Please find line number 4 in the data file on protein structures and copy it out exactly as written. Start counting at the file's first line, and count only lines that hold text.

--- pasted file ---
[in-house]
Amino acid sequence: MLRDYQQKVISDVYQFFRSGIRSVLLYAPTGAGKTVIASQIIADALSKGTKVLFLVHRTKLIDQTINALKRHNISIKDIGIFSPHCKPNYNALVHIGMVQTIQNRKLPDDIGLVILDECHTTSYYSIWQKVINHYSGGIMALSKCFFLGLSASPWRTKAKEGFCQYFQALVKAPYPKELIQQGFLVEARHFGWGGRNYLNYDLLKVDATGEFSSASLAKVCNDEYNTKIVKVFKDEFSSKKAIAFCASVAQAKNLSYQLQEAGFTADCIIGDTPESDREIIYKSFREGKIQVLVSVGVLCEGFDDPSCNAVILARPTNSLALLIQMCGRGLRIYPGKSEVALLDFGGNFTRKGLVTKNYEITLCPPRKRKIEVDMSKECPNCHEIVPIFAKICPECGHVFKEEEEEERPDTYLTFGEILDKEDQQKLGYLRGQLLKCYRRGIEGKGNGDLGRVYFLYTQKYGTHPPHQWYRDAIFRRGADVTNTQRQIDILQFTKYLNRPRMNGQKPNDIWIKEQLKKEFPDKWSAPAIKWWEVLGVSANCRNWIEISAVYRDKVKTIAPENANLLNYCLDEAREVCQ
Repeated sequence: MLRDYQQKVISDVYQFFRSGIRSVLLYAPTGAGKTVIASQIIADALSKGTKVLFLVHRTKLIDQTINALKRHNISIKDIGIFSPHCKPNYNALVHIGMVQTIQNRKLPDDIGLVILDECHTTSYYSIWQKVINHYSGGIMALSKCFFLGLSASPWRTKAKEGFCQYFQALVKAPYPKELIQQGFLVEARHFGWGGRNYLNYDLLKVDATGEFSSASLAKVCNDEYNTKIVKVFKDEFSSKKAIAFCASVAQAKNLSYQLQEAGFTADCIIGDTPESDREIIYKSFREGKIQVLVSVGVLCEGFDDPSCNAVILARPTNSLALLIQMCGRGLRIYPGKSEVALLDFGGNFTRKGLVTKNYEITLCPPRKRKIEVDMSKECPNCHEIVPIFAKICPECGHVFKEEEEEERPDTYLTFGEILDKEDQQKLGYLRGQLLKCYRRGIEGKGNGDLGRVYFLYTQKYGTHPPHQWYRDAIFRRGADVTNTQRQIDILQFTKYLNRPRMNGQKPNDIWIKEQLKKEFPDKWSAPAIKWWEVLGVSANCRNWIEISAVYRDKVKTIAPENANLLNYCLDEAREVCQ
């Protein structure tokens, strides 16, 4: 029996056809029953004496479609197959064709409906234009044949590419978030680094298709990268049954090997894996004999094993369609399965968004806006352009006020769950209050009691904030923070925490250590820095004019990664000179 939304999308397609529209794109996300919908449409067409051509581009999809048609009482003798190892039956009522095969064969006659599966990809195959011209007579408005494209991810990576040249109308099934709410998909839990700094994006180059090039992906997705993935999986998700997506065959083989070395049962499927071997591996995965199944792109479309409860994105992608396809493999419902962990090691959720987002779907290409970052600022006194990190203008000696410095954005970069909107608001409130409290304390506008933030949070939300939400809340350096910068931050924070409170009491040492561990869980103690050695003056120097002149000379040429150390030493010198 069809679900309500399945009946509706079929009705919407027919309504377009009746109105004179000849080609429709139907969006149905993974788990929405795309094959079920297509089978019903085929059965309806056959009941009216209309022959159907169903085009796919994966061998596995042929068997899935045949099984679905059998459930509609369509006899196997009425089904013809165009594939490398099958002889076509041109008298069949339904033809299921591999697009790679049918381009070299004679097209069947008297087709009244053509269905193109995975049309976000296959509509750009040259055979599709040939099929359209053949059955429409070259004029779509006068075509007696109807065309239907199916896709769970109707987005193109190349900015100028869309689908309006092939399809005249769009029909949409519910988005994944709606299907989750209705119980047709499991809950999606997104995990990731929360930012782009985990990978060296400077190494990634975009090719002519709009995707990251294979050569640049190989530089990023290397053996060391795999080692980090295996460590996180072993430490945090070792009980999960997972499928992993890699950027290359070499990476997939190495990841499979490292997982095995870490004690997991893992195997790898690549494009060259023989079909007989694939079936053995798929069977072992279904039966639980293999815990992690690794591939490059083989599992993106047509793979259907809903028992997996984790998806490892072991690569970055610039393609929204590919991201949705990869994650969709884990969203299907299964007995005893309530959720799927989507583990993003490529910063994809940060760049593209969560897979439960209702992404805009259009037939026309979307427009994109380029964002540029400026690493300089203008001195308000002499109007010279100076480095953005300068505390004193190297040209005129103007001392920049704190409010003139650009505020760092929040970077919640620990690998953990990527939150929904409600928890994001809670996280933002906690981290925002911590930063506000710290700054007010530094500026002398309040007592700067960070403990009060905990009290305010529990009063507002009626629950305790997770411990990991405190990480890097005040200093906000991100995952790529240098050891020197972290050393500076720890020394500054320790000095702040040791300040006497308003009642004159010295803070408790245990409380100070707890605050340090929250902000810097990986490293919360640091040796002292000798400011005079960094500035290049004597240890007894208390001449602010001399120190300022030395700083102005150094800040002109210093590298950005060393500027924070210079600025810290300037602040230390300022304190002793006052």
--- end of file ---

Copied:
């Protein structure tokens, strides 16, 4: 029996056809029953004496479609197959064709409906234009044949590419978030680094298709990268049954090997894996004999094993369609399965968004806006352009006020769950209050009691904030923070925490250590820095004019990664000179 939304999308397609529209794109996300919908449409067409051509581009999809048609009482003798190892039956009522095969064969006659599966990809195959011209007579408005494209991810990576040249109308099934709410998909839990700094994006180059090039992906997705993935999986998700997506065959083989070395049962499927071997591996995965199944792109479309409860994105992608396809493999419902962990090691959720987002779907290409970052600022006194990190203008000696410095954005970069909107608001409130409290304390506008933030949070939300939400809340350096910068931050924070409170009491040492561990869980103690050695003056120097002149000379040429150390030493010198 069809679900309500399945009946509706079929009705919407027919309504377009009746109105004179000849080609429709139907969006149905993974788990929405795309094959079920297509089978019903085929059965309806056959009941009216209309022959159907169903085009796919994966061998596995042929068997899935045949099984679905059998459930509609369509006899196997009425089904013809165009594939490398099958002889076509041109008298069949339904033809299921591999697009790679049918381009070299004679097209069947008297087709009244053509269905193109995975049309976000296959509509750009040259055979599709040939099929359209053949059955429409070259004029779509006068075509007696109807065309239907199916896709769970109707987005193109190349900015100028869309689908309006092939399809005249769009029909949409519910988005994944709606299907989750209705119980047709499991809950999606997104995990990731929360930012782009985990990978060296400077190494990634975009090719002519709009995707990251294979050569640049190989530089990023290397053996060391795999080692980090295996460590996180072993430490945090070792009980999960997972499928992993890699950027290359070499990476997939190495990841499979490292997982095995870490004690997991893992195997790898690549494009060259023989079909007989694939079936053995798929069977072992279904039966639980293999815990992690690794591939490059083989599992993106047509793979259907809903028992997996984790998806490892072991690569970055610039393609929204590919991201949705990869994650969709884990969203299907299964007995005893309530959720799927989507583990993003490529910063994809940060760049593209969560897979439960209702992404805009259009037939026309979307427009994109380029964002540029400026690493300089203008001195308000002499109007010279100076480095953005300068505390004193190297040209005129103007001392920049704190409010003139650009505020760092929040970077919640620990690998953990990527939150929904409600928890994001809670996280933002906690981290925002911590930063506000710290700054007010530094500026002398309040007592700067960070403990009060905990009290305010529990009063507002009626629950305790997770411990990991405190990480890097005040200093906000991100995952790529240098050891020197972290050393500076720890020394500054320790000095702040040791300040006497308003009642004159010295803070408790245990409380100070707890605050340090929250902000810097990986490293919360640091040796002292000798400011005079960094500035290049004597240890007894208390001449602010001399120190300022030395700083102005150094800040002109210093590298950005060393500027924070210079600025810290300037602040230390300022304190002793006052």